Having the covid vaccine in pregnancy is a hot topic of discussion at the moment with much confusion and uncertainty about its safety.
The women I have spoken to are no anti-vaxxers but they are genuinely torn about whether it is the right thing to do, based on the information available to them.
And it’s a divisive issue – some pregnant women are happy to take the vaccine and are reassured by the information they have been given, others just aren’t convinced by the safety claims.
Below I have included information and guidance, along with links to the latest research.
Covid vaccine in pregnancy: So, what do we know?
The Royal College of Obstetricians and Gynaecologists (RCOG) have updated their information but makes it clear that: “If you are pregnant and have been offered a COVID-19 vaccine, the decision whether to have the vaccination is your choice.”
RCOG & the Royal College of Midwives – with UK Teratology Information Service (UKTIS) and the MacDonald Obstetric Medicine Society (MOMS) -have created a decision-making factsheet, which you can download here.
But here are some the main points…
Covid in pregnancy
- In the UK, approximately one in 100 pregnant women who have been admitted to hospital test positive for COVID-19
- Some pregnant women can get life-threatening illness from COVID-19, particularly if they have underlying health conditions.
- In the later stages of pregnancy women are at increased risk of becoming seriously unwell with COVID-19 and it is two to three times more likely that a baby will be born prematurely.
What is known about the effects of COVID-19 vaccination in pregnant women?
- The large trials which showed that these vaccines are safe and effective did not include pregnant women – as often happens in clinical trials.
- Monitoring from the United States, where over 100,000 pregnant women have had a COVID-19 vaccine, has not raised any safety concerns.
- COVID-19 vaccines do not contain ingredients that are known to be harmful to pregnant women or to a developing baby.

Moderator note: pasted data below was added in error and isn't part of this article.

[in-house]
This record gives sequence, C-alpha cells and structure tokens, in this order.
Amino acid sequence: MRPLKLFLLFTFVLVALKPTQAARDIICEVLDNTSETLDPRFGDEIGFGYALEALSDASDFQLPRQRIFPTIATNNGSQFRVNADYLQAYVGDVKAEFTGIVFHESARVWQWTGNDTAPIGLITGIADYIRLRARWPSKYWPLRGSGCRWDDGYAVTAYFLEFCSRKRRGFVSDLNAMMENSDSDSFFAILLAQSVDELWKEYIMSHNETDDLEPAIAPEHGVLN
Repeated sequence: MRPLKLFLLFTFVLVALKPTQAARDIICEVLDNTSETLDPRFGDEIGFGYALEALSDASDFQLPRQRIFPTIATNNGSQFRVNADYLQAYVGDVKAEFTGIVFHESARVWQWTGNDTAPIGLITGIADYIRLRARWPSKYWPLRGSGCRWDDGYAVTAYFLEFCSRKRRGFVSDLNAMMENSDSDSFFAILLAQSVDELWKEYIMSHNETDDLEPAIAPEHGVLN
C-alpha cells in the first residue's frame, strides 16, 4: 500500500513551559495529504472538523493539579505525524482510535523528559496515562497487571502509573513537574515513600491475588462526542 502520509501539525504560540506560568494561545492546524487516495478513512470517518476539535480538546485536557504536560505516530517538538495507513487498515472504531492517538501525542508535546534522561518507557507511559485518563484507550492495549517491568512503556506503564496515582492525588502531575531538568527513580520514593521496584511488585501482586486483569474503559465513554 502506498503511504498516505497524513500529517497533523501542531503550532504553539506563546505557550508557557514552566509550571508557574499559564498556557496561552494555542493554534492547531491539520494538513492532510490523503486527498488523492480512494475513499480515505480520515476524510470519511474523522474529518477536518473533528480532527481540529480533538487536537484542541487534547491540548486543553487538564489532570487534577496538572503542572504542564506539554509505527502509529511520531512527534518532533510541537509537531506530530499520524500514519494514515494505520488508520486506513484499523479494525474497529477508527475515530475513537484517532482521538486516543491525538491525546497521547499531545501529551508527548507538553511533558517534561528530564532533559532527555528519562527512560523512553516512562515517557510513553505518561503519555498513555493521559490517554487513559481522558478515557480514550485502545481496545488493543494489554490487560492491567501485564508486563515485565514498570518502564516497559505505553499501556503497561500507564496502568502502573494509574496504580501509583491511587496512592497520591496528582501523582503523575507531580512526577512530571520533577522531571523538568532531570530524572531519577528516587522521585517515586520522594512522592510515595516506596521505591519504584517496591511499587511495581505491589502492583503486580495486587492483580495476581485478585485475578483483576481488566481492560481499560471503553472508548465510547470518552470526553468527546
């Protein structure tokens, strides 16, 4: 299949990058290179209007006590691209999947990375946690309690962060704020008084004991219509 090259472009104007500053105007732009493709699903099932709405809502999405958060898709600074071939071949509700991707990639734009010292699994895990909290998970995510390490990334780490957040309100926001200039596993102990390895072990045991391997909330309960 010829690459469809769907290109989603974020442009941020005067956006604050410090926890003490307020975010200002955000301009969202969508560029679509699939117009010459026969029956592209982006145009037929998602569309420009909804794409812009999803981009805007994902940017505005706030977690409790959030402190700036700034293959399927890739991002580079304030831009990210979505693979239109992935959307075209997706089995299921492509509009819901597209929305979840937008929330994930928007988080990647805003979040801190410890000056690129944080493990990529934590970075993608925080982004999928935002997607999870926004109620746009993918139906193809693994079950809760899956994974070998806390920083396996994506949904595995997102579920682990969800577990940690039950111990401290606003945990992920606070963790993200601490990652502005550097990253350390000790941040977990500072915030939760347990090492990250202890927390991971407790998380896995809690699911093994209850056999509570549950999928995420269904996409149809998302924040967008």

- Pregnant women should be offered the Pfizer BioNTech or Moderna vaccines, as most of the safety monitoring data from the United States relates to these two vaccines.
The factsheet states that you are at higher risk of catching COVID-19 if:
- you or someone in your household is a health or social care worker or works in a care home
- your community has a high or increasing rate of COVID infections
- you have frequent contact with people outside your home
- you are not able to comply with social distancing for the rest of your pregnancy
- you live in a crowded household
- you are of Black or Asian ethnicity, or from another minority ethnicity background
And that you are at higher risk of becoming unwell with COVID-19 if:
- You have underlying medical conditions such as immune problems, diabetes, high blood pressure, heart disease or asthma
- You are overweight
- You are over the age 35
- You are in your third trimester of pregnancy (over 28 weeks)
What should you do if you are offered a COVID-19 vaccine?
- If you are at higher risk of catching COVID-19, you should consider getting the vaccine.
- If you are at higher risk of becoming seriously unwell if you do catch COVID-19, you should consider getting the vaccine.
There’s also the document by Victoria Male, Lecturer in Reproductive Immunology at Imperial College London: Explainer on COVID19 vaccination, fertility, pregnancy and breastfeeding
You can download it here and it comes with links to more research and findings. A round-up of the main points around pregnancy are…
- In the USA the vaccine is being monitored by V-safe & by VAERS.
V-safe recruits people at vaccination and actively tracks their outcomes. No concerns have been raised so far.
VAERS collects information that doctors, patients or their families report. Of the 106,000 pregnant people who have been vaccinated so far, there have been 432 reports of adverse effects, most of which were normal/expected side effects.
- The safety of using these vaccinations during pregnancy is being carefully monitored and no concerns have arisen so far.
- People who get vaccinated while they are pregnant also pass protective antibodies to their babies through the placenta.
- With breastfeeding Vic Male states: ” There is no known risk associated with giving non-live vaccines whilst breastfeeding and no safety signals have appeared in breastfeeding people or their babies…the vaccine does not pass through breast milk, but the protective antibodies that your body makes do.”
So if you are pregnant, where does that leave you?
For some pregnant women, right back where they started which is feeling unsure about taking the vaccine. No-one can give any assurances and, for some people, that is going to cause concern.
One pregnant women I spoke to said: “I was vaccinated 2 weeks ago – I wasn’t given much information from the NHS but I read a few studies. In Canada, where I am originally from, they prioritised pregnant women after seeing the numbers of pregnant women in ICU increase.”
Another said: “The NHS may say that over 90,000 pregnant women in the United States have had it, with no side effects but that doesn’t seem solid enough evidence as most of those babies won’t have been born yet.”
So it comes down to the balance of risk and making a personal decision based on this: “For me, one risk outweighed another.”